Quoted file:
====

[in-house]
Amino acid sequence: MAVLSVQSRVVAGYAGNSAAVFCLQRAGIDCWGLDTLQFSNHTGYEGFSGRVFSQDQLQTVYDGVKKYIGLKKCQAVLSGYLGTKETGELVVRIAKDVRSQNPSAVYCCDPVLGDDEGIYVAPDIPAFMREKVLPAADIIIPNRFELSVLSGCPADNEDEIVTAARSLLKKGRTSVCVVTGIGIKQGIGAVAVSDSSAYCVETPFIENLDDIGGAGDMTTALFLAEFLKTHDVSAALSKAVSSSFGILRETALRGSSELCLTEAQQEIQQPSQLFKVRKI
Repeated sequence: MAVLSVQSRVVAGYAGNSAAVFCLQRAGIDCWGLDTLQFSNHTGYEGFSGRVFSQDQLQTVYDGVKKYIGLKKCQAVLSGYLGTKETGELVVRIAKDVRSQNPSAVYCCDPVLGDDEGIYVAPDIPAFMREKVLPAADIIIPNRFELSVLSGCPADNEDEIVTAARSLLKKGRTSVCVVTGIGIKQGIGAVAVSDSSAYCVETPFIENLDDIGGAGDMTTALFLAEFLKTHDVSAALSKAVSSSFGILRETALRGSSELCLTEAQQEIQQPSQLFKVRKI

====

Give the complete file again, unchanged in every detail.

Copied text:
[in-house]
Amino acid sequence: MAVLSVQSRVVAGYAGNSAAVFCLQRAGIDCWGLDTLQFSNHTGYEGFSGRVFSQDQLQTVYDGVKKYIGLKKCQAVLSGYLGTKETGELVVRIAKDVRSQNPSAVYCCDPVLGDDEGIYVAPDIPAFMREKVLPAADIIIPNRFELSVLSGCPADNEDEIVTAARSLLKKGRTSVCVVTGIGIKQGIGAVAVSDSSAYCVETPFIENLDDIGGAGDMTTALFLAEFLKTHDVSAALSKAVSSSFGILRETALRGSSELCLTEAQQEIQQPSQLFKVRKI
Repeated sequence: MAVLSVQSRVVAGYAGNSAAVFCLQRAGIDCWGLDTLQFSNHTGYEGFSGRVFSQDQLQTVYDGVKKYIGLKKCQAVLSGYLGTKETGELVVRIAKDVRSQNPSAVYCCDPVLGDDEGIYVAPDIPAFMREKVLPAADIIIPNRFELSVLSGCPADNEDEIVTAARSLLKKGRTSVCVVTGIGIKQGIGAVAVSDSSAYCVETPFIENLDDIGGAGDMTTALFLAEFLKTHDVSAALSKAVSSSFGILRETALRGSSELCLTEAQQEIQQPSQLFKVRKI